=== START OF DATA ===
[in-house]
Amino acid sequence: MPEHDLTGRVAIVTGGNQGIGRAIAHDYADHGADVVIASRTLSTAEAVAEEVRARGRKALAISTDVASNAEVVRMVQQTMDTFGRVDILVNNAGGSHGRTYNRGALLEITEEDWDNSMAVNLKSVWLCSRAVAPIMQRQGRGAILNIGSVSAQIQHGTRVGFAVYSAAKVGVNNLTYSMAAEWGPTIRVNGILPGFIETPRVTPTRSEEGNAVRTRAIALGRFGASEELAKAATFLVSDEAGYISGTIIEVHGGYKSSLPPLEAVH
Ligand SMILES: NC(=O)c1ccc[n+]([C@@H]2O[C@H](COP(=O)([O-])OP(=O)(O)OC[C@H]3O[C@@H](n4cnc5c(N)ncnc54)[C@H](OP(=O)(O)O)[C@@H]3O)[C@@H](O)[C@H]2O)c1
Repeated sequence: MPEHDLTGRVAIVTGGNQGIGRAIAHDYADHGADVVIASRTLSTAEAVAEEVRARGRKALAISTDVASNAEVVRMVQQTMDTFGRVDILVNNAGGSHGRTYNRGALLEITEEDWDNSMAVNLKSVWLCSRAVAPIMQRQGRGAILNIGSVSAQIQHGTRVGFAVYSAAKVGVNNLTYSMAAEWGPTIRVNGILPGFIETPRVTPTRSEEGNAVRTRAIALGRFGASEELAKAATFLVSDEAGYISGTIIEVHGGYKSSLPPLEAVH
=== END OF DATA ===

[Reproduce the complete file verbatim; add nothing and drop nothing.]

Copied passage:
[in-house]
Amino acid sequence: MPEHDLTGRVAIVTGGNQGIGRAIAHDYADHGADVVIASRTLSTAEAVAEEVRARGRKALAISTDVASNAEVVRMVQQTMDTFGRVDILVNNAGGSHGRTYNRGALLEITEEDWDNSMAVNLKSVWLCSRAVAPIMQRQGRGAILNIGSVSAQIQHGTRVGFAVYSAAKVGVNNLTYSMAAEWGPTIRVNGILPGFIETPRVTPTRSEEGNAVRTRAIALGRFGASEELAKAATFLVSDEAGYISGTIIEVHGGYKSSLPPLEAVH
Ligand SMILES: NC(=O)c1ccc[n+]([C@@H]2O[C@H](COP(=O)([O-])OP(=O)(O)OC[C@H]3O[C@@H](n4cnc5c(N)ncnc54)[C@H](OP(=O)(O)O)[C@@H]3O)[C@@H](O)[C@H]2O)c1
Repeated sequence: MPEHDLTGRVAIVTGGNQGIGRAIAHDYADHGADVVIASRTLSTAEAVAEEVRARGRKALAISTDVASNAEVVRMVQQTMDTFGRVDILVNNAGGSHGRTYNRGALLEITEEDWDNSMAVNLKSVWLCSRAVAPIMQRQGRGAILNIGSVSAQIQHGTRVGFAVYSAAKVGVNNLTYSMAAEWGPTIRVNGILPGFIETPRVTPTRSEEGNAVRTRAIALGRFGASEELAKAATFLVSDEAGYISGTIIEVHGGYKSSLPPLEAVH